Sunday, 22 January 2012

Thoughts: The Gathering by Anne Enright

The plot of this book is a simple thing. Veronica Hegarty is under shock because her alcoholic brother Liam died. He went into the sea with stones in his pockets. His funeral gathers the remaining Hegarty children and embraces Veronica in the arms of her rambling sisters and brothers. Meanwhile a lot of dark and melancholic observations of past times and past places are intertwined in the story, which go back to the get-to-know of Veronica's grandparents Ada and Charly. Veronica does not know much about this get-to-know but her thoughts strive back to it again and again, each time making up a new detail about it. Her apparently normal life, which includes a husband and children, seems to get more distant with each thought. Veronica is haunted by her brothers ghost and the reasons for his miserable life, seeking refuge in alcohol. Soon it dawns her that she might know what the reasons for it were, what happened to her brother. But does it change anything now?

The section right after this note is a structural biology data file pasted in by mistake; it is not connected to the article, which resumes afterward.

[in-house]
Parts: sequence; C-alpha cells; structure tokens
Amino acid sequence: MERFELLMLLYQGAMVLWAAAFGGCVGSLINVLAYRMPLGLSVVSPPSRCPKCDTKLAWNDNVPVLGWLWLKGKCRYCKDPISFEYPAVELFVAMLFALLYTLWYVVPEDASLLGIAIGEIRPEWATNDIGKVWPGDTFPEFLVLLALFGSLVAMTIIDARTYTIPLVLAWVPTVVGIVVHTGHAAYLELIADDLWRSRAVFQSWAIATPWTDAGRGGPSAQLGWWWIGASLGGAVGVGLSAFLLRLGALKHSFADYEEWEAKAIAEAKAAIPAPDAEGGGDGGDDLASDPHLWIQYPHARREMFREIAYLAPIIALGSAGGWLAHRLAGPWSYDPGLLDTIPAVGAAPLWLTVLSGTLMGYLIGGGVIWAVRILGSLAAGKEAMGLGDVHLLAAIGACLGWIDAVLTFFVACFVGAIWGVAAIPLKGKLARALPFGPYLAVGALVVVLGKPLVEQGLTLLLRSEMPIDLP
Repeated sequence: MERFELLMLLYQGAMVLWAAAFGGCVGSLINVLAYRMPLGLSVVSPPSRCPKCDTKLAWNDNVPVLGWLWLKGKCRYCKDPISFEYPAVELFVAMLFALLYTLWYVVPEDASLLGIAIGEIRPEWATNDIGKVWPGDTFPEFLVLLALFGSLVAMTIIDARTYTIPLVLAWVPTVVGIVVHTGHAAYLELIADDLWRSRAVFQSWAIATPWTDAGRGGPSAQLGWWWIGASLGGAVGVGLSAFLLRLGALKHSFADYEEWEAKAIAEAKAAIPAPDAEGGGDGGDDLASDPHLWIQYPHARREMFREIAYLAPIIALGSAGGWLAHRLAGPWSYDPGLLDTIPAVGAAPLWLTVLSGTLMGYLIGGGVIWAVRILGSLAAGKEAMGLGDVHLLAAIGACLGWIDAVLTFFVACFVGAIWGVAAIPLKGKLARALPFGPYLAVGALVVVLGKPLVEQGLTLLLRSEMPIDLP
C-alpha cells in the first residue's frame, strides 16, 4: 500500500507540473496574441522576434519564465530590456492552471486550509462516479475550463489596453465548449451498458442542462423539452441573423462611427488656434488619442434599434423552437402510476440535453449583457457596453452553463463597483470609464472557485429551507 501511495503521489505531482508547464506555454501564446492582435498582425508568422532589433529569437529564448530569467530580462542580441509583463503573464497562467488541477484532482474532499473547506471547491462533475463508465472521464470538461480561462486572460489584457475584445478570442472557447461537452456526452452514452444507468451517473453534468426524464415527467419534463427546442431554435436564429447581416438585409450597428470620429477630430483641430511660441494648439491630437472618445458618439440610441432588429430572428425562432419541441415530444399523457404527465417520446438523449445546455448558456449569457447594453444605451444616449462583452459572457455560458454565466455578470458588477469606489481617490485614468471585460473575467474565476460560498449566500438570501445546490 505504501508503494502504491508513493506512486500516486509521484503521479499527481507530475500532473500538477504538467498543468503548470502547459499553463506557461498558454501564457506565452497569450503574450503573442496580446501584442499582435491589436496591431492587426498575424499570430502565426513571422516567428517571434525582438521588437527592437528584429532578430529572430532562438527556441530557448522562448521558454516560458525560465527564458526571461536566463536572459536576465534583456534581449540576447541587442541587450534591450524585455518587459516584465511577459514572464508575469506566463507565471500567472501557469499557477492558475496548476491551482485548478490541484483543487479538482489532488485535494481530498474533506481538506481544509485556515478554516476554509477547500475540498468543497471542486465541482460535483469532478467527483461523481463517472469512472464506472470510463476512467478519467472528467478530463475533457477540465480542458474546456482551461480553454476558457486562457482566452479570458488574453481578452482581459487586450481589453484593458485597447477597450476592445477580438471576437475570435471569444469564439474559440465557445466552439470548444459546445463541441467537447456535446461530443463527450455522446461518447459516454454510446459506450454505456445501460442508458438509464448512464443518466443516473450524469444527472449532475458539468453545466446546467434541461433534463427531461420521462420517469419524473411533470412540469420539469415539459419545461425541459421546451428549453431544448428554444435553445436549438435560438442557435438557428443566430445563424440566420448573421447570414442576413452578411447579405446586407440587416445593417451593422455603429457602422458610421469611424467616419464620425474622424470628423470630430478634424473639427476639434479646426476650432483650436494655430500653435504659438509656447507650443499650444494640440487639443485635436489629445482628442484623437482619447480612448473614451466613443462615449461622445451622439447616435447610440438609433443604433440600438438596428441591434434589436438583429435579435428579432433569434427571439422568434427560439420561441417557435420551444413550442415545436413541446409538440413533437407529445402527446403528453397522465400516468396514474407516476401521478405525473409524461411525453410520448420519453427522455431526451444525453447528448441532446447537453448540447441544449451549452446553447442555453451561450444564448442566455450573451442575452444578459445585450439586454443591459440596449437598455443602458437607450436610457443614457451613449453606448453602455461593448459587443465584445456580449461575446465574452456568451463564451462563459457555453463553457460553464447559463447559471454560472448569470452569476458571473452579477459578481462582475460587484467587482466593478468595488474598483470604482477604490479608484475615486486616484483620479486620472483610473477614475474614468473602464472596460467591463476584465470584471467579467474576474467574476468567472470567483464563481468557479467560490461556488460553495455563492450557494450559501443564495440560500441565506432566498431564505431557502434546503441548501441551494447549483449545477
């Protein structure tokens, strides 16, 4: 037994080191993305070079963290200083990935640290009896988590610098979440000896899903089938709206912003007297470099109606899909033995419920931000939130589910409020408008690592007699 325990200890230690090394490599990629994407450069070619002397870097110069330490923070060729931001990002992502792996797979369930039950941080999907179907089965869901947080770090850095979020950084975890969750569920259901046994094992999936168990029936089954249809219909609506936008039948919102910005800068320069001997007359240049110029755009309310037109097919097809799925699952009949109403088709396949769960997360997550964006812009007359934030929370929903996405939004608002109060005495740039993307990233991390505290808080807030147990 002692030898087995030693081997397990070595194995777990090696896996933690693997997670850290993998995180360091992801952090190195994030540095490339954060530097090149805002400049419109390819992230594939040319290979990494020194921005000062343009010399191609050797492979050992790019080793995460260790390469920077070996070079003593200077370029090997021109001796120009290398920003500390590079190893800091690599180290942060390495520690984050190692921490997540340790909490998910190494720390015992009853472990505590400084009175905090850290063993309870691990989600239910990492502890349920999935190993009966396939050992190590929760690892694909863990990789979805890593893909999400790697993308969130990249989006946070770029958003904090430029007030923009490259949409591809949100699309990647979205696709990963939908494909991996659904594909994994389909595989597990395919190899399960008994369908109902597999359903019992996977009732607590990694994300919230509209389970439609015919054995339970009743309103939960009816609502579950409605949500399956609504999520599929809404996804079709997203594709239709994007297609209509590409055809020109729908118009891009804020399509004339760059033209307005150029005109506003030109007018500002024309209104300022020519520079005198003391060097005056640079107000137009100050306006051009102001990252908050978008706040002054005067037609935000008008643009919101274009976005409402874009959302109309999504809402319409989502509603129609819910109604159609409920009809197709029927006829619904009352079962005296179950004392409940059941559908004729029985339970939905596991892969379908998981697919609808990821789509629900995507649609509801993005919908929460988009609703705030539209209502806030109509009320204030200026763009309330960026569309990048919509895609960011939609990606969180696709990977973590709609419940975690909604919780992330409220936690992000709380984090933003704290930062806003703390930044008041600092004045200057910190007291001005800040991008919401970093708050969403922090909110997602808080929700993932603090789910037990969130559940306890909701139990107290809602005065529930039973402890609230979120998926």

The Gathering is not about a preceding plot, it is rather about the complicated emotional life of the protagonist Veronica. While reading I came to understand that sometimes the action is interior, that means the change or movement inside a person, when someone beloved passes away or leaves. Though I understand that this kind of writing makes some of us uncomfortable, too much feelings and not enough storyline.

Anne Enright has a most singular voice. I thought it was remarkable how everything came to live once Enright wrote about it. And this is why the book is not a simple thing at all. It attempts to analyze the essentials of love and death and their particular fears, pains and pleasures.

1 comment:

  1. I read this book a few years ago and I struggled to connect with the characters. I later read Enright's Yesterday's Weather and enjoyed it more. You are right that Enright has a singular, remarkable voice.